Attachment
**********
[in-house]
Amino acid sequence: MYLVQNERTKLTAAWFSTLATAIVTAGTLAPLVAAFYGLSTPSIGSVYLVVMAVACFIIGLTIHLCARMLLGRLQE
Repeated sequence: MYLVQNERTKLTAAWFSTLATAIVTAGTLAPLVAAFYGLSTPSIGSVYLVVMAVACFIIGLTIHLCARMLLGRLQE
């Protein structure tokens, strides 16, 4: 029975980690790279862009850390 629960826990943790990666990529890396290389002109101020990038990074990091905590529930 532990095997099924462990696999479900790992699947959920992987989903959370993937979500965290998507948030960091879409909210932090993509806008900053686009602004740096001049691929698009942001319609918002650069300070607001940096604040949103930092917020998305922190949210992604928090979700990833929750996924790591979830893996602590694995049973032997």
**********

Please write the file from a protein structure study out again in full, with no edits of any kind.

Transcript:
[in-house]
Amino acid sequence: MYLVQNERTKLTAAWFSTLATAIVTAGTLAPLVAAFYGLSTPSIGSVYLVVMAVACFIIGLTIHLCARMLLGRLQE
Repeated sequence: MYLVQNERTKLTAAWFSTLATAIVTAGTLAPLVAAFYGLSTPSIGSVYLVVMAVACFIIGLTIHLCARMLLGRLQE
């Protein structure tokens, strides 16, 4: 029975980690790279862009850390 629960826990943790990666990529890396290389002109101020990038990074990091905590529930 532990095997099924462990696999479900790992699947959920992987989903959370993937979500965290998507948030960091879409909210932090993509806008900053686009602004740096001049691929698009942001319609918002650069300070607001940096604040949103930092917020998305922190949210992604928090979700990833929750996924790591979830893996602590694995049973032997």